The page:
'World's Biggest Entertainment Company' Alibaba Keen to Expand Reach in Hollywood
Hollywood shouldn't expect easy money from China
Alibaba's Jack Ma is gung-ho on expanding the company he founded, which he says is already "the biggest entertainment company in the world" — but Hollywood should not expect deals with the e-commerce giant to be an easy ride, industry sources said.
His own pockets bulging from his company's September IPO, Ma was named China's richest man (again) by Forbes magazine yesterday and is leading an assembly of his top people to Hollywood looking to expand the group's entertainment business.
"I want to come here looking for partners," he told a Wall Street Journal Digital Live conference on Monday.
The trip includes meetings with Lionsgate, Walt Disney, Paramount Pictures, Warner Bros., Sony and Universal. Meetings are expected to include Paramount Chairman Brad Grey and Michael Lynton, CEO of Sony Entertainment.
"The talks are focused on buying a 34 percent stake in Lionsgate, but they are looking now for who they should be buying it from. And it's not just Lionsgate they are talking to, so they are juggling a lot," said one industry source, who runs an international film fund and has a production company that has dealings in both the U.S. and China, but asked not to be named.
The source said that companies like Alibaba and Wanda were the new wave of Chinese investors coming in, and to each deal they brought the "Chinese abacus", a distinctive approach to doing business.
While there were parallels with the days when the cash-rich Japanese came knocking on Hollywood's doors back in the 1980s, people should not expect a golden goose.
"People should be wary about assuming that these Chinese investors are just coming with the money. Look at the AMC deal, what a good deal Wanda got with that, with Wang Jianlin doubling his money and getting a great foothold in America. The Chinese abacus is always there, it's not always evident, but it's always there," said the source.
Ma is clearly open to all kinds of acquisitions, and with references to The Godfather and his personal favorite, Forrest Gump, peppering his comments there was a strong Hollywood flavor to his U.S. remarks.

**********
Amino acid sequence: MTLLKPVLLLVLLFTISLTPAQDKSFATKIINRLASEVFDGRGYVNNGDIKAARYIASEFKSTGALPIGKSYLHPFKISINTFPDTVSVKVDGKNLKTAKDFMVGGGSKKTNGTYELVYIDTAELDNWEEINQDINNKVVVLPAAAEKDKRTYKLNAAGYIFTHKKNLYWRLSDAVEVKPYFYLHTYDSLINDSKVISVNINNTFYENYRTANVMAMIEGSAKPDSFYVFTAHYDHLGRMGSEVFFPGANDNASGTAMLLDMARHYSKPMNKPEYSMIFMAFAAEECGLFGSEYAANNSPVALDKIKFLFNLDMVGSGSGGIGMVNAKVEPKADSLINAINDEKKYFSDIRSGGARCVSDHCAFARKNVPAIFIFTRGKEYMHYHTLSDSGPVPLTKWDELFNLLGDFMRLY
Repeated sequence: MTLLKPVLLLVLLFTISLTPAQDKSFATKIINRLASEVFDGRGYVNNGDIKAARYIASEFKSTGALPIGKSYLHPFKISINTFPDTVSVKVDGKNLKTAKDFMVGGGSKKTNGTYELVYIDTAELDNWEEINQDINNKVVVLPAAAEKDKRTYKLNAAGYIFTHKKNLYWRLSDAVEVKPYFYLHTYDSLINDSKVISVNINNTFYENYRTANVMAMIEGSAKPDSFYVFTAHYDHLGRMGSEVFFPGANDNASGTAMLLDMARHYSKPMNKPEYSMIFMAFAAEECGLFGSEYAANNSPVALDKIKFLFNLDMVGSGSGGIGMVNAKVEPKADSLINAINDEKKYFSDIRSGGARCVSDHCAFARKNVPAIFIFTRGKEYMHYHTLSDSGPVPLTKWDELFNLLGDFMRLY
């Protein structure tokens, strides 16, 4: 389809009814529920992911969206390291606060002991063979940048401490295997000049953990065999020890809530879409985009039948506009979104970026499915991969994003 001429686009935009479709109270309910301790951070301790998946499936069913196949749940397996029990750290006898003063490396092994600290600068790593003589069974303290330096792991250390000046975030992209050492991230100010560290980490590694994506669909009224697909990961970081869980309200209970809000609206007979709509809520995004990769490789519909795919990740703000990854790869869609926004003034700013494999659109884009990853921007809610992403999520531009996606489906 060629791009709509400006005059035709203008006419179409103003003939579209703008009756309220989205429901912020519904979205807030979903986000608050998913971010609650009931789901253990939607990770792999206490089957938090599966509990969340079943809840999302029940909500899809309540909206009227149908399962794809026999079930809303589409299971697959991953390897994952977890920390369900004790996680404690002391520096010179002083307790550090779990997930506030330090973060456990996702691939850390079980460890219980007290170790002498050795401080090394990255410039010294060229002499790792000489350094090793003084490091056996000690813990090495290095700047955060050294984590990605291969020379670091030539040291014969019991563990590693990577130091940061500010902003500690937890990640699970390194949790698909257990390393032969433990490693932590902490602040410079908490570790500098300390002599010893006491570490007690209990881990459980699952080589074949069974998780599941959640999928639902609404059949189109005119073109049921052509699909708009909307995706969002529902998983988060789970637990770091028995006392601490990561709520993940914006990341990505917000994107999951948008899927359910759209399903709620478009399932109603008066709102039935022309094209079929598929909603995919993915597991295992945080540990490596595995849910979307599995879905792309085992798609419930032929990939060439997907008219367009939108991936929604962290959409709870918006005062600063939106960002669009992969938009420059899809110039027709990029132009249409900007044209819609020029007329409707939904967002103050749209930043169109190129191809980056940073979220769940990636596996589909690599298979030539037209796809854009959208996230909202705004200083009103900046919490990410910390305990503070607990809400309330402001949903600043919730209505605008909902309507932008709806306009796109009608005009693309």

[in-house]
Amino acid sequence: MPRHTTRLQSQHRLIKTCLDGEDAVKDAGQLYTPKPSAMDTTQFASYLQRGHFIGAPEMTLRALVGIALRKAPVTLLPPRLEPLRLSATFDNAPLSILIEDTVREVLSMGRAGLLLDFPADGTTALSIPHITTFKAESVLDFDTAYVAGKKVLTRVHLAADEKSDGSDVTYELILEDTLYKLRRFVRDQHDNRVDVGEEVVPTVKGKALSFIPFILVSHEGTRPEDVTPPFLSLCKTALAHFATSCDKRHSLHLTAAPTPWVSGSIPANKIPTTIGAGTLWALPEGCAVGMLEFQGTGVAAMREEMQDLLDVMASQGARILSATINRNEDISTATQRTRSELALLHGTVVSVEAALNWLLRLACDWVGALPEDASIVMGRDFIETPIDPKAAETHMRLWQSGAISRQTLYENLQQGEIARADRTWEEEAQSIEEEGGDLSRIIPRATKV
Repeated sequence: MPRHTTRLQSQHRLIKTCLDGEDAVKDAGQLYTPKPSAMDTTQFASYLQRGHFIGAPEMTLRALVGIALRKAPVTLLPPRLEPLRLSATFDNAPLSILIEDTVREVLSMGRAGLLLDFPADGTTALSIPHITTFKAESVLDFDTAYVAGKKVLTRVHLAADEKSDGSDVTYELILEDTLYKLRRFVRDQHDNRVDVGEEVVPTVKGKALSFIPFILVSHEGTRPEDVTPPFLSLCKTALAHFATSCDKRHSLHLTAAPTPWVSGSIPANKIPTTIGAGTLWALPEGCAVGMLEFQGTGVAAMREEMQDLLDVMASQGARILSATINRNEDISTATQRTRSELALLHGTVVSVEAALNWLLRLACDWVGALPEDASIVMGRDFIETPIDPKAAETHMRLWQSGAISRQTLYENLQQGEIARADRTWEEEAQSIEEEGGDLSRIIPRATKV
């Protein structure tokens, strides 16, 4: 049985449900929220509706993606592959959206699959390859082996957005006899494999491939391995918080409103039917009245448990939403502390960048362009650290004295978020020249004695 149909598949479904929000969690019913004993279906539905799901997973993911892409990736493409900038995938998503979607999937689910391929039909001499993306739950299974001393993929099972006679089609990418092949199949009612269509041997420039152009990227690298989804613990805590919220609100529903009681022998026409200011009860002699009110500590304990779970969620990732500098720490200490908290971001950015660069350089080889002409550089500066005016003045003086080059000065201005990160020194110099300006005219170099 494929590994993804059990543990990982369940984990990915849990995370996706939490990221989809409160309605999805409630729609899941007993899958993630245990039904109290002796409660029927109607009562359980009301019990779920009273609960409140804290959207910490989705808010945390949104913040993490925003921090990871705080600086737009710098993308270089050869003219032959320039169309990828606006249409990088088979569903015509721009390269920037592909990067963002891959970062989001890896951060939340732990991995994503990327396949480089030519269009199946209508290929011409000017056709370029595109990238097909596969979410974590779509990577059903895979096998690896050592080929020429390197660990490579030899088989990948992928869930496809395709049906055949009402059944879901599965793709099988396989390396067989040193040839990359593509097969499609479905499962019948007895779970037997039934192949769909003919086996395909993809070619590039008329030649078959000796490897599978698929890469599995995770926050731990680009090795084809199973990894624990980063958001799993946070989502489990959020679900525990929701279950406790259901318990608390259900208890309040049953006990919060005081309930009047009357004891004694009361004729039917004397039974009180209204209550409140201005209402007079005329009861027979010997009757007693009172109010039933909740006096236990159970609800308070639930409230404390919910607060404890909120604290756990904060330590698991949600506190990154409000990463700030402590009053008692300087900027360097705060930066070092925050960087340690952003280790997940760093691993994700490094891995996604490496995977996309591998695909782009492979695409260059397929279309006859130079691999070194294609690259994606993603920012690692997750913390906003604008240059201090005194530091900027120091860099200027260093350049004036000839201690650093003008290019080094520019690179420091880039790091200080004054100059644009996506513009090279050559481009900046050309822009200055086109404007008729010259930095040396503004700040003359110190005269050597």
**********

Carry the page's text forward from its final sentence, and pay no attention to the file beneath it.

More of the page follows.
He also pointed out the appeal of China, with its middle class of 200 million people. Ma also said he's open to working with Apple, Inc. on mobile payments, driving Alibaba's shares to a new $100 high, and expressed his admiration for Apple CEO Tim Cook.
Alibaba's online payments service Alipay dominates the Chinese market.
While his team includes Liu Chunning, vice president of Alibaba’s digital and entertainment unit, and Zhang Qiang, the former second-in-command at China Film Group who now heads up Alibaba Pictures, he has reportedly beefed up the crew with some other key senior figures.
The initial focus is to get Hollywood content for his TV set-top boxes, but he is also seeking studio stakes, with the Lionsgate talks reportedly the most advanced.
The record-breaking Alibaba stock listing Sept. 19 valued the company at an estimated $25 billion with a market value of roughly $230 billion, showing just how much cash the company has to fund expansion.
Wanda said earlier this month it would invest $163.4 million to bring movie and television production to a planned multibillion-dollar studio project it's developing in the Chinese coastal city of Qingdao.
In June, Ma set up Alibaba Pictures with the purchase of ChinaVision Media Group in Hong Kong for $804 million, then appointed Zhang Qiang to run the new production studio.
Alibaba Film Group has said it plans to invest in eight to ten films every year, three to five TV dramas and the same number of web-only dramas.
Alibaba and founder Ma's Yunfeng Capital paid $1.22 billion for a stake in the Chinese online video firm Youku Tudou Inc, and in April agreed to purchase a 20 percent stake for $1 billion in the Internet TV company Wasu Media Holding.
Meanwhile, Chinese conglomerate Fosun International bought a $200 million stake in Jeff Robinov's Studio 8 to bring Hollywood expertise to China.
Other film interests include Yulebao, a crowdfunding-like service that lets ordinary Chinese make micro-investments in upcoming movies via their smart phones.
Jack Liu, senior vice-president at Chardan Capital Markets in New York, told China Daily newspaper that Ma was interested in following the route charted by Amazon.com in adding original television shows to its Prime Video on-demand service.
"Because of its vast database of consumer transactions, Amazon has developed some unique insights into consumer behavior and tastes," he told the paper.
"This enables the company to develop media content that is likely to draw a large audience. Alibaba will probably be able to do the same thing with its database in China. Providing original programming is really a natural extension of the online retailing platform," said Liu.
"Alibaba could become a trusted partner for the US studios and give them a secure way to distribute their content in China," said Liu.